Egyptians turned out in record numbers on Sunday to demand the resignation of Islamist President Mohammed Morsi. The protests marked Morsi's first year in office and appeared to be the largest demonstrations since an uprising forced Hosni Mubarak from power in 2011.
NATO troops pull out of Afghanistan by the end of 2014, leaving some Afghans concerned about security. The withdrawal of foreign troops also opens up multiple chances for a successful democracy. A new generation is emerging in Afghanistan that is more educated, more connected with the world and more hopeful about the future than previous generations. Renee Montagne talks to with Shaharzad Akbar, chairperson for Afghanistan 1400; and Haseeb Humayoon, founding partner and director of QARA Consulting.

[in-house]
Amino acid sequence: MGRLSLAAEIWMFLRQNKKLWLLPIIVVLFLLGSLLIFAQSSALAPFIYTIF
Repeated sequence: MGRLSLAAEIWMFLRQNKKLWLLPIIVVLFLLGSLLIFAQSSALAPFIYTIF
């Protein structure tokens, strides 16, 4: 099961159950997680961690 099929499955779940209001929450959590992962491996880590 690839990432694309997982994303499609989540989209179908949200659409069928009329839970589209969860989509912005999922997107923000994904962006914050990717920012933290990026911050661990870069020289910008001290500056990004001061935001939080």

Henry Kissinger as Secretary of State in the 1970s made the term shuttle diplomacy famous in the Middle East. Some of his successors used the same strategy, but it had been a while. Well, now it's John Kerry's turn. He emerged yesterday from long separate sessions with Palestinian and Israeli officials, saying the start of peace negotiations could be within reach. NPR's Emily Harris reports.
President Obama's trip to Africa comes at a time of increasing African economic growth and declining U.S. influence on the continent. To be successful, he will need to overcome a general perception that the United States has withdrawn from Africa. At the same time, he must convince an American public and private sector that getting more invested in Africa will be good for American jobs and the economy.
On Sunday night in Cape Town, South Africa, President Obama gave the keystone speech of his trip across the continent. The event was held at the University of Cape Town. Almost half a century ago, Robert F. Kennedy spoke to the people of Africa from the exact location.